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Lifelines Photic Stimulator Excels in IPS Testing

Lifelines Neurodiagnostic Systems’ Photic lamp has a bright future according to an article in the Journal of the Association of Neurophysiological Scientists (JANS).  The article Clinical Application of a New Strobe Lamp in Identifying Photosensitivity in Patients Referred to the Birmingham Children’s Hospital for EEG Testing was written by Bryony Carr, the Unimed Prize Winner of 2016, and was a published undergraduate BSc dissertation for the Birmingham Children’s Hospital, UK (Journal of the Association of Neurophysiological Scientists, Vol. 9, No. 2, pages 74-80 [2016]).

Carr’s prizewinning paper addressed the need to develop new guidelines for standardization of the intermittent photic stimulation (IPS) procedure to detect photosensitive epilepsy.  The International League Against Epilepsy (ILAE) publishes guidelines for the standardization of the IPS procedure, including the importance of the use of an optimum photic lamp. The Lifelines Photic meets all these requirements.

Grass strobe lamps were previously preferred, but are increasingly difficult to find.  In this study, these strobe lamps were compared to EEG systems with incorporated stimulators like the Lifelines Photic.  Introducing a photic stimulator compatible with current EEG systems, with optimum characteristics and proven sensitivity in the detection of photosensitivity, can bring researchers closer to a standardized IPS procedure.

In conclusion, the neurophysiology department at Birmingham Children’s Hospital, UK, incorporated the Lifelines lamp for IPS and states the “findings from this study were positive with statistical analysis supporting the hypothesis that the new Lifelines lamp is indeed as sensitive in photosensitivity detection as the previously favored Grass strobe lamp”.

“This standardization of procedure will, in turn, potentially lead to optimum patient care”.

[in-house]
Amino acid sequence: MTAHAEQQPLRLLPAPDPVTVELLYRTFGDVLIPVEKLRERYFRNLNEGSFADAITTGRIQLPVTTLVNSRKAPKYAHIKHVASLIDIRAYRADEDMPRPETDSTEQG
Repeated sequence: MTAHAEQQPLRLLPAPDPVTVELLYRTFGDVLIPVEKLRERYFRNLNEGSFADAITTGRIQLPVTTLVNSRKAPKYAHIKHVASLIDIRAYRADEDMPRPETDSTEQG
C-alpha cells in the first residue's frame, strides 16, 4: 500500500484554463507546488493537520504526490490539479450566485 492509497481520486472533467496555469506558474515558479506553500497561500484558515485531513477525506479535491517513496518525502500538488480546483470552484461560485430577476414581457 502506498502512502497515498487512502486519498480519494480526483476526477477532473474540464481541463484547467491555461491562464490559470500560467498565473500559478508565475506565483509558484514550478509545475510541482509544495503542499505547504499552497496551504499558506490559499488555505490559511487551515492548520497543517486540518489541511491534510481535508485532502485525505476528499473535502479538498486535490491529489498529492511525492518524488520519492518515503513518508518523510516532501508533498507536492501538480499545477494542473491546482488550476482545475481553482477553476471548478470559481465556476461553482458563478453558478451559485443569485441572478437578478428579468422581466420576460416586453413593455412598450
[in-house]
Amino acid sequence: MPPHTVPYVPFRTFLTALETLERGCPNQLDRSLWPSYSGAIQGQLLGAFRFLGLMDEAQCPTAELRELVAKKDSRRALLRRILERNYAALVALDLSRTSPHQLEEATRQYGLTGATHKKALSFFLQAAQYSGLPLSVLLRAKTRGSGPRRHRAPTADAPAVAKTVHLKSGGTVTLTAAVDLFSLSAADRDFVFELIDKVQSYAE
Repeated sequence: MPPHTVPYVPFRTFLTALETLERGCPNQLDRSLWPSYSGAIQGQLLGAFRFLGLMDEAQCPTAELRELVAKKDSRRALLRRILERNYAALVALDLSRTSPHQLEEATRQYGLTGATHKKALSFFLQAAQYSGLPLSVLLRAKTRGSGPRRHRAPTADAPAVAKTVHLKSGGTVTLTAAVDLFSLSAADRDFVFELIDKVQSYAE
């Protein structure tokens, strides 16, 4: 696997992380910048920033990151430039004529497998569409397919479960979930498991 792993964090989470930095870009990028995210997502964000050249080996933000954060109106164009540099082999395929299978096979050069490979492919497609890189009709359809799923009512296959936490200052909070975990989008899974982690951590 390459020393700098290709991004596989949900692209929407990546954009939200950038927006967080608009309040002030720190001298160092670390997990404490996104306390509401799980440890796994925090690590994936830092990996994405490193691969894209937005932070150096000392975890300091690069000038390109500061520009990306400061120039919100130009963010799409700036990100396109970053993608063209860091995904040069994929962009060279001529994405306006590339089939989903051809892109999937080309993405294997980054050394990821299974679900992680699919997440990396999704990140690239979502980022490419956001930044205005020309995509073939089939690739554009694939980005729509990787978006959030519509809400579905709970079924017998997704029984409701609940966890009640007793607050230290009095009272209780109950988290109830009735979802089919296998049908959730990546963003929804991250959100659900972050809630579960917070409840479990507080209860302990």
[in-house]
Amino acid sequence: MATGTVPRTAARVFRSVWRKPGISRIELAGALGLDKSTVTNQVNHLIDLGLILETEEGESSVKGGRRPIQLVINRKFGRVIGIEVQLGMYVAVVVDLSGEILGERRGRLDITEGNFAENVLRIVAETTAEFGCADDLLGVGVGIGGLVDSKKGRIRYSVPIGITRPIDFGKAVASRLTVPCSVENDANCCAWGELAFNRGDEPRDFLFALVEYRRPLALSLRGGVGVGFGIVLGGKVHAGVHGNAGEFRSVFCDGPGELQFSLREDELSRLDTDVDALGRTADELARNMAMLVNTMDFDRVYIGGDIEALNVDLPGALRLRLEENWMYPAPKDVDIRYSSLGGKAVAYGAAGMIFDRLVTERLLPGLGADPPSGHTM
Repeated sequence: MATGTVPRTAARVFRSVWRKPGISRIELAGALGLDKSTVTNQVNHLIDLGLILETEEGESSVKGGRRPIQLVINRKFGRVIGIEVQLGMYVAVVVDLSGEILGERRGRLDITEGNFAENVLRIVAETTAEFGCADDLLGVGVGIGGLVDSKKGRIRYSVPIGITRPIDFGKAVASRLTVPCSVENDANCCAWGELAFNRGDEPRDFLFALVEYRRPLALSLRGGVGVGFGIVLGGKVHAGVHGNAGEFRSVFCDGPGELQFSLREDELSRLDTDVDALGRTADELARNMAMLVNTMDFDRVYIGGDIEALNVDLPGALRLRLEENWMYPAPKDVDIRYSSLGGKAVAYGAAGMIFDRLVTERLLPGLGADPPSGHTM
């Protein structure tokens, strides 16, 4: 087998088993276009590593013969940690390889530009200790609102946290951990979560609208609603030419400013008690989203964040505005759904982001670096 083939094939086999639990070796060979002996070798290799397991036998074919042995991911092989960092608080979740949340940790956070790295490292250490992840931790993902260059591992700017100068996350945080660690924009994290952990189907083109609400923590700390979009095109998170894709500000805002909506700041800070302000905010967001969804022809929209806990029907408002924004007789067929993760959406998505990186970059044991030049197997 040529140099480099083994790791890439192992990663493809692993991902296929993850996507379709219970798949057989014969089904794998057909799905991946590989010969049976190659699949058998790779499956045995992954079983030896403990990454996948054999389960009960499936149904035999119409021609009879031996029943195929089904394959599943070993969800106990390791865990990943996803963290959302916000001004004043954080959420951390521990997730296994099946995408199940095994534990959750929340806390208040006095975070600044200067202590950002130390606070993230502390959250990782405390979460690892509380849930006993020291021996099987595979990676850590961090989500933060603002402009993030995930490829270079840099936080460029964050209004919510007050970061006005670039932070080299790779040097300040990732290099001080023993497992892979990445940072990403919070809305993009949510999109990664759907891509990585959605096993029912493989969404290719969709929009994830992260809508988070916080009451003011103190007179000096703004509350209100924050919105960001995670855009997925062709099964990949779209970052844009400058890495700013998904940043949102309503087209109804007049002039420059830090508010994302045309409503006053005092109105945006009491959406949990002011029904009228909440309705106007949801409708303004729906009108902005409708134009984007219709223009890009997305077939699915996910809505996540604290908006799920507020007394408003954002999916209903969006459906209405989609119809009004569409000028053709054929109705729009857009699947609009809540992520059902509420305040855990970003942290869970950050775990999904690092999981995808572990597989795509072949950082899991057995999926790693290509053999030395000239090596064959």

For more information about the Lifelines Photic, please contact us at sales@lifelinesneuro.com or go to our website.


MORE INFORMATION:

Please refer to the Journal of the Association of Neurophysiological Scientists (JANS), Volume 9, Number 2 (2016) for the full article, Clinical Application of a New Strobe Lamp in Identifying Photosensitivity in Patients Referred to the Birmingham Children’s Hospital for EEG Testing, written by Bryony Carr.

Abstract

Epilepsy is a neurological disorder encompassing a variety of disorders characterized by recurrent and unpredictable interruptions of normal brain function known as seizures, brought on by a number of causes.  Photosensitive epilepsy is characterized by seizures elicited by flashing lights and is detected during electroencephalogram (EEG) testing during intermittent photic stimulation (IPS) by the presence of photoparoxysmal responses (PPR). Recent literature has seen the development of new guidelines developed for standardization of the IPS procedure, including the importance of the use of an optimum photic lamp. Previously favored Grass strobe lamps are becoming increasingly hard to find, and thus it is now desirable to purchase EEG systems with incorporated stimulators. The Neurophysiology department at Birmingham Children’s Hospital uses Micromed systems, incorporating a new compatible Lifelines lamp for IPS. This study anticipates that comparable sensitivity between the existing Grass strobe and new lamps will be achieved for detecting photosensitivity.

Method

A total of 57 patients were exposed to an IPS procedure from both lamps during standard EEG recording. The presence of a PPR upon exposure to either lamp was documented, with the paired data analyzed according to McNemar test.

Results

A total of 7 subjects (12%) were found to be photosensitive upon presentation of both lamps. A single subject (2%) was found to be photosensitive upon Grass strobe stimulation and not upon Lifelines’ lamp stimulation, and a single subject (2%) was found to be photosensitive upon stimulation with the Lifelines lamp and not with Grass strobe stimulation. The McNemar statistic calculated was 0.999, allowing investigators to assume, based on a small sample size, that the Lifelines lamp is as sensitive in photosensitivity detection as the Grass strobe lamp.

Conclusion

The study indicates positive outcome in the Lifelines lamp’s future use in the diagnostic detection of photosensitivity.